Hmmm that’s a very interesting way of differentiating. It’s one thing to get hold of an idea and drive it, and another to have an idea get hold and drive you.
Dyer goes on to say: “When you are connected in that way, (driven by an idea that’s got hold of you) everyone around you is inspired. What it takes to reach this place I’m speaking about is to be in spirit. You shift who you are away from what you have, what you do, what your reputation is, what people think of you, and all of that ego-based thinking… So, it’s really about modeling it and letting people know you are an inspired person, a person who is in spirit, and then those forces begin to show up and, lo and behold, the universe provides for you.”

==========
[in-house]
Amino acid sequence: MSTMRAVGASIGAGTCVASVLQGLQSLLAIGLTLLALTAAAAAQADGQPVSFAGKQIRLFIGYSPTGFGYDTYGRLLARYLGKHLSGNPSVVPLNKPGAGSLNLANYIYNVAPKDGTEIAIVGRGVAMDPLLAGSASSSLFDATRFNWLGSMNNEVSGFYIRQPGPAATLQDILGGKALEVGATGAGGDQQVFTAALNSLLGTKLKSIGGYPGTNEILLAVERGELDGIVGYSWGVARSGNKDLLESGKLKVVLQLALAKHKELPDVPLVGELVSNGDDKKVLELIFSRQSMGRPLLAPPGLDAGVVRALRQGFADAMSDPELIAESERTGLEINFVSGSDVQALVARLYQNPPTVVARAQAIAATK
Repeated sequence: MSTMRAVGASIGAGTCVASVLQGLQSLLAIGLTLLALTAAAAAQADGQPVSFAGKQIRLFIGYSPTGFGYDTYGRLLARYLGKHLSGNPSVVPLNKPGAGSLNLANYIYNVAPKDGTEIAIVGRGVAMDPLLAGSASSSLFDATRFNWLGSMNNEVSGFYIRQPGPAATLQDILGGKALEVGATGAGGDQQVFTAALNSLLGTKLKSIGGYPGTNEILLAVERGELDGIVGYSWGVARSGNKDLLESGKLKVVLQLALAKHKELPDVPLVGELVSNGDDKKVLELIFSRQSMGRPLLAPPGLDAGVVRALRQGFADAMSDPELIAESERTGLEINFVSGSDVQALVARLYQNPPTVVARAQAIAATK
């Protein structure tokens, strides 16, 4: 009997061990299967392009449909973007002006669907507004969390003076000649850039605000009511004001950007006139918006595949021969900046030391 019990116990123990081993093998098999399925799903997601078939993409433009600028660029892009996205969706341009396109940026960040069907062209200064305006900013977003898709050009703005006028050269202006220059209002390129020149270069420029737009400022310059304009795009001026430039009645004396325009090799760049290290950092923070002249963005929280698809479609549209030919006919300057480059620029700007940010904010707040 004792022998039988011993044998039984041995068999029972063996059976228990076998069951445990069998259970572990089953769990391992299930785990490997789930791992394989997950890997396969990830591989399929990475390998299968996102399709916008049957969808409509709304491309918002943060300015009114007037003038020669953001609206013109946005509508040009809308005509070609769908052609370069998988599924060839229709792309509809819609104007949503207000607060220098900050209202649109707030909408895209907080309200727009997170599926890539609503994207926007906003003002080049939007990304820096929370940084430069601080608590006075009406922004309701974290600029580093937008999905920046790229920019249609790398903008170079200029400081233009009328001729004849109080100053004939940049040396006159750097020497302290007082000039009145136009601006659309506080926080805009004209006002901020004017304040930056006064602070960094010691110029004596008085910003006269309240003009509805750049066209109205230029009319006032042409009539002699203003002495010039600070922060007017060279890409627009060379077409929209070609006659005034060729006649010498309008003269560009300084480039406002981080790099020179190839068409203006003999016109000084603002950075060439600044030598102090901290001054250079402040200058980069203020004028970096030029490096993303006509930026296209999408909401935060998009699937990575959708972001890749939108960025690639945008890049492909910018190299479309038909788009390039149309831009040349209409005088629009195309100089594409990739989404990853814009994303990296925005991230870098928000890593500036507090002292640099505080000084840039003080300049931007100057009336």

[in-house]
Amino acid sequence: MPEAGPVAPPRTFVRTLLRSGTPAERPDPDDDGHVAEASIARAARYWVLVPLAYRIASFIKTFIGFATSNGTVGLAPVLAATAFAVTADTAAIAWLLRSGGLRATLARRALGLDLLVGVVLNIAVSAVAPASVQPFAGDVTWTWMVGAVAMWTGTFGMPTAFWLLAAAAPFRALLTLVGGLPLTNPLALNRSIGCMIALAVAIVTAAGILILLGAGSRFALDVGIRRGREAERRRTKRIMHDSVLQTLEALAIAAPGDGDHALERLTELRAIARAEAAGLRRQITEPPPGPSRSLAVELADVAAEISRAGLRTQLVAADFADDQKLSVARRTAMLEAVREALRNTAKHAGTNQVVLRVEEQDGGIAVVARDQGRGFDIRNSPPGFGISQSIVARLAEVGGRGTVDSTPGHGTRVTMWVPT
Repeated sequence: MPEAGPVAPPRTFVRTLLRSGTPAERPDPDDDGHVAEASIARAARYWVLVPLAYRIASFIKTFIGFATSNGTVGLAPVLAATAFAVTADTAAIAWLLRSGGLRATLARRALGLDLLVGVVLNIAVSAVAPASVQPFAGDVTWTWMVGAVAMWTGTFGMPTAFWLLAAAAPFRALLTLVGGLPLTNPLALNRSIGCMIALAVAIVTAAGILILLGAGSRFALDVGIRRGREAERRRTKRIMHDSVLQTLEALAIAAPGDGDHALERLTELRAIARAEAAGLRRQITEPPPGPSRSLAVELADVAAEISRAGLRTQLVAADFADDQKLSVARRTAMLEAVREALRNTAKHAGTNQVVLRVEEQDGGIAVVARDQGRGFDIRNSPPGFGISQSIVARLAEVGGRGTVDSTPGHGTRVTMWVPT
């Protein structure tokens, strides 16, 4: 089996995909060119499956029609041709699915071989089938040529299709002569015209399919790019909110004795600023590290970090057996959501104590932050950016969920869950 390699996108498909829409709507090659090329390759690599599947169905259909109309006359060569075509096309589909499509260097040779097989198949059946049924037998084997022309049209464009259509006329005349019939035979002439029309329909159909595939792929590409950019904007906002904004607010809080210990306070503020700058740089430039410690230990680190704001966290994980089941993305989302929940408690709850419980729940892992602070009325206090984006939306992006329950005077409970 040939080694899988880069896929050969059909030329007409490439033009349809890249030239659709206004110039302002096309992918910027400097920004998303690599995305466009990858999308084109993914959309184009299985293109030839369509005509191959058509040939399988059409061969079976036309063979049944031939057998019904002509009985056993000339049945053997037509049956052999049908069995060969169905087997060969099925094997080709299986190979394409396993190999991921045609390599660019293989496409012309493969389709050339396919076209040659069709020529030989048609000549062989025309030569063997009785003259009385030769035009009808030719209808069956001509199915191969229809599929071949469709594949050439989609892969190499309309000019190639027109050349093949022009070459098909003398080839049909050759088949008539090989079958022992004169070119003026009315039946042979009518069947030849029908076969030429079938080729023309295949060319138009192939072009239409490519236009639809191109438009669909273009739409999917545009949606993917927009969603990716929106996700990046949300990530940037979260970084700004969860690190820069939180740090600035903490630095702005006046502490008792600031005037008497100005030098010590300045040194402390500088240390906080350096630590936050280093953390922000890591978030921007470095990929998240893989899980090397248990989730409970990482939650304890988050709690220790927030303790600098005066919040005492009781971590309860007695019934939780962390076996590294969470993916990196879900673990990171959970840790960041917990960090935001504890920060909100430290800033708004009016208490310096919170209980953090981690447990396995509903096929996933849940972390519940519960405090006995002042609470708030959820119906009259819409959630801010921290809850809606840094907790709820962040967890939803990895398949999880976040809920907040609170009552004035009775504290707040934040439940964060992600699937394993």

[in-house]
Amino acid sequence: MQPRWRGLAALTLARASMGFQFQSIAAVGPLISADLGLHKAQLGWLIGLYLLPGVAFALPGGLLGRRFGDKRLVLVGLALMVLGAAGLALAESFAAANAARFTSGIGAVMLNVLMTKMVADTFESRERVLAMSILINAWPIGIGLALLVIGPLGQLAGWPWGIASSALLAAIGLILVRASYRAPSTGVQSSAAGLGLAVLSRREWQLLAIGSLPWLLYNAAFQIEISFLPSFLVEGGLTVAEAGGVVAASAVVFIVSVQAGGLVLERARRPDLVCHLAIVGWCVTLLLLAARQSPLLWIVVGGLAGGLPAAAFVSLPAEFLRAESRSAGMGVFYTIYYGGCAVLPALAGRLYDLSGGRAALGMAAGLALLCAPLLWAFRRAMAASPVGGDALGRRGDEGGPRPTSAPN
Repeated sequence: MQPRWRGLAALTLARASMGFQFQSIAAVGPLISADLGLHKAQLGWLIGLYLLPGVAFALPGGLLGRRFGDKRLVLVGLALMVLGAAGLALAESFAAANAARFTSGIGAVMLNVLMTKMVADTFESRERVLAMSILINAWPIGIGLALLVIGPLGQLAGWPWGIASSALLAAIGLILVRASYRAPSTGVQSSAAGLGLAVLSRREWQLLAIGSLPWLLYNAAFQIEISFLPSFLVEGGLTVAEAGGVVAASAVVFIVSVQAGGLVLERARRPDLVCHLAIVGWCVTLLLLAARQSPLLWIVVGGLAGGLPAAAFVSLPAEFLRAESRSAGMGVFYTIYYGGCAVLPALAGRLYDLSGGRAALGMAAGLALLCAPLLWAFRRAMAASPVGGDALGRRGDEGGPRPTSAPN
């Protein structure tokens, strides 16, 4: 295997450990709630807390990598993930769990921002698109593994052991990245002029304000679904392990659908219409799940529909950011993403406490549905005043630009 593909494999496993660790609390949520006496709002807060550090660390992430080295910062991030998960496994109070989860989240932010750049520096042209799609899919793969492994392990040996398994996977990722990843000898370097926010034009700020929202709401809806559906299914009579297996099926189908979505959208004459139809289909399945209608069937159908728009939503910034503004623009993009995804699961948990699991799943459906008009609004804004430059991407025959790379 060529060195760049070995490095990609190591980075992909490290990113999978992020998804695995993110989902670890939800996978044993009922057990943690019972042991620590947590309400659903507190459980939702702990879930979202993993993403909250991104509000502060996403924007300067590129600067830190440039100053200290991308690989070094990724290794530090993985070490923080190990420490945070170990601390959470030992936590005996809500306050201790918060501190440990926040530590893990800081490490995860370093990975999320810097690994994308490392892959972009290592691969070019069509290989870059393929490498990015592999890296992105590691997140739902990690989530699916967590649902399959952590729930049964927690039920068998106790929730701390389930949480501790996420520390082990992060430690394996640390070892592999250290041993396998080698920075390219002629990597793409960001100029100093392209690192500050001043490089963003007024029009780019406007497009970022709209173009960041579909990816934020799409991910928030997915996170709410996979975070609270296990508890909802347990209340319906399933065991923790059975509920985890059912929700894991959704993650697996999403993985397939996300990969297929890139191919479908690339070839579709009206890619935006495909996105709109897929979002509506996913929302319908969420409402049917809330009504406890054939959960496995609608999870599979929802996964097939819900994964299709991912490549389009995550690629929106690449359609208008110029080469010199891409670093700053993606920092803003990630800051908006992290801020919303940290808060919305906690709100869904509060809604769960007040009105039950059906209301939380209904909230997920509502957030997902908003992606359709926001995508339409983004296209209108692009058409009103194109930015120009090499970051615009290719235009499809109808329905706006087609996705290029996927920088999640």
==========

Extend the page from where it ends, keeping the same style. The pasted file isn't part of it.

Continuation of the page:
More Inspiration in the Triangle,
One Millennial View: It seems like you can go to any conference room at a downtown Marriot and you’ll probably happen upon a motivational speaker of some sort. Finding a truly “inspirational speaker” would be more challenging. Still, we can all probably think of a few candidates that would inspire us. If we can determine what makes them pull us forward, maybe that’s the foundation we can build from to figure out how to pull others too.
Edited and published by Garrett Rubis
Key Point: Executives can easily get caught up in big time strategy planning, swallowed up in cool ideas revolving around disruption, transformation, digital technology and a host of other compelling topics. And they must. However, it is so easy to forget about where leadership energy has the most immediate and powerful impact: At the interface between employees and customers. In the United Kingdom, the frontline (in historical reference to coal miners), is often described as the “coal face.”